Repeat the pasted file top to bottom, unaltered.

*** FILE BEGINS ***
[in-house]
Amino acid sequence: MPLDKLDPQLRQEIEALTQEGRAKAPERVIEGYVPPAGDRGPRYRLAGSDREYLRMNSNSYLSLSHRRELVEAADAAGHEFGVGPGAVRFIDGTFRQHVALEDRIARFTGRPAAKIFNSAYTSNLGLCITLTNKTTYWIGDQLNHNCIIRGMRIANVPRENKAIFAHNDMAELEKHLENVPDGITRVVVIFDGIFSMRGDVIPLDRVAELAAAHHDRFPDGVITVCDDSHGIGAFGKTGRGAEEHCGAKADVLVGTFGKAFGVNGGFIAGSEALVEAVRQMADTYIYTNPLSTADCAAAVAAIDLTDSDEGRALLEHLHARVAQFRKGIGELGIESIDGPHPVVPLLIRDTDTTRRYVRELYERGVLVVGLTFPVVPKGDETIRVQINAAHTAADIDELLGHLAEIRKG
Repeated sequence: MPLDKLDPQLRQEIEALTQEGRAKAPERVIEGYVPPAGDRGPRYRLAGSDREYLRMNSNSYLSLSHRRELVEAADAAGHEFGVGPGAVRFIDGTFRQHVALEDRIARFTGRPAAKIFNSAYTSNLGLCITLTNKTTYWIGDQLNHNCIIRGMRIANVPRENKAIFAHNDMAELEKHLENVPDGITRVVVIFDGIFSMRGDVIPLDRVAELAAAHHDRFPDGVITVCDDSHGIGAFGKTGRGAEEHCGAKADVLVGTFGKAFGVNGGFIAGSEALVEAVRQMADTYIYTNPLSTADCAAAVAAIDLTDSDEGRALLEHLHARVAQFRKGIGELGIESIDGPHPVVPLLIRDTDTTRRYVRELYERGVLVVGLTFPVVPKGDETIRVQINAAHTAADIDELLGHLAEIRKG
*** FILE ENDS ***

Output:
[in-house]
Amino acid sequence: MPLDKLDPQLRQEIEALTQEGRAKAPERVIEGYVPPAGDRGPRYRLAGSDREYLRMNSNSYLSLSHRRELVEAADAAGHEFGVGPGAVRFIDGTFRQHVALEDRIARFTGRPAAKIFNSAYTSNLGLCITLTNKTTYWIGDQLNHNCIIRGMRIANVPRENKAIFAHNDMAELEKHLENVPDGITRVVVIFDGIFSMRGDVIPLDRVAELAAAHHDRFPDGVITVCDDSHGIGAFGKTGRGAEEHCGAKADVLVGTFGKAFGVNGGFIAGSEALVEAVRQMADTYIYTNPLSTADCAAAVAAIDLTDSDEGRALLEHLHARVAQFRKGIGELGIESIDGPHPVVPLLIRDTDTTRRYVRELYERGVLVVGLTFPVVPKGDETIRVQINAAHTAADIDELLGHLAEIRKG
Repeated sequence: MPLDKLDPQLRQEIEALTQEGRAKAPERVIEGYVPPAGDRGPRYRLAGSDREYLRMNSNSYLSLSHRRELVEAADAAGHEFGVGPGAVRFIDGTFRQHVALEDRIARFTGRPAAKIFNSAYTSNLGLCITLTNKTTYWIGDQLNHNCIIRGMRIANVPRENKAIFAHNDMAELEKHLENVPDGITRVVVIFDGIFSMRGDVIPLDRVAELAAAHHDRFPDGVITVCDDSHGIGAFGKTGRGAEEHCGAKADVLVGTFGKAFGVNGGFIAGSEALVEAVRQMADTYIYTNPLSTADCAAAVAAIDLTDSDEGRALLEHLHARVAQFRKGIGELGIESIDGPHPVVPLLIRDTDTTRRYVRELYERGVLVVGLTFPVVPKGDETIRVQINAAHTAADIDELLGHLAEIRKG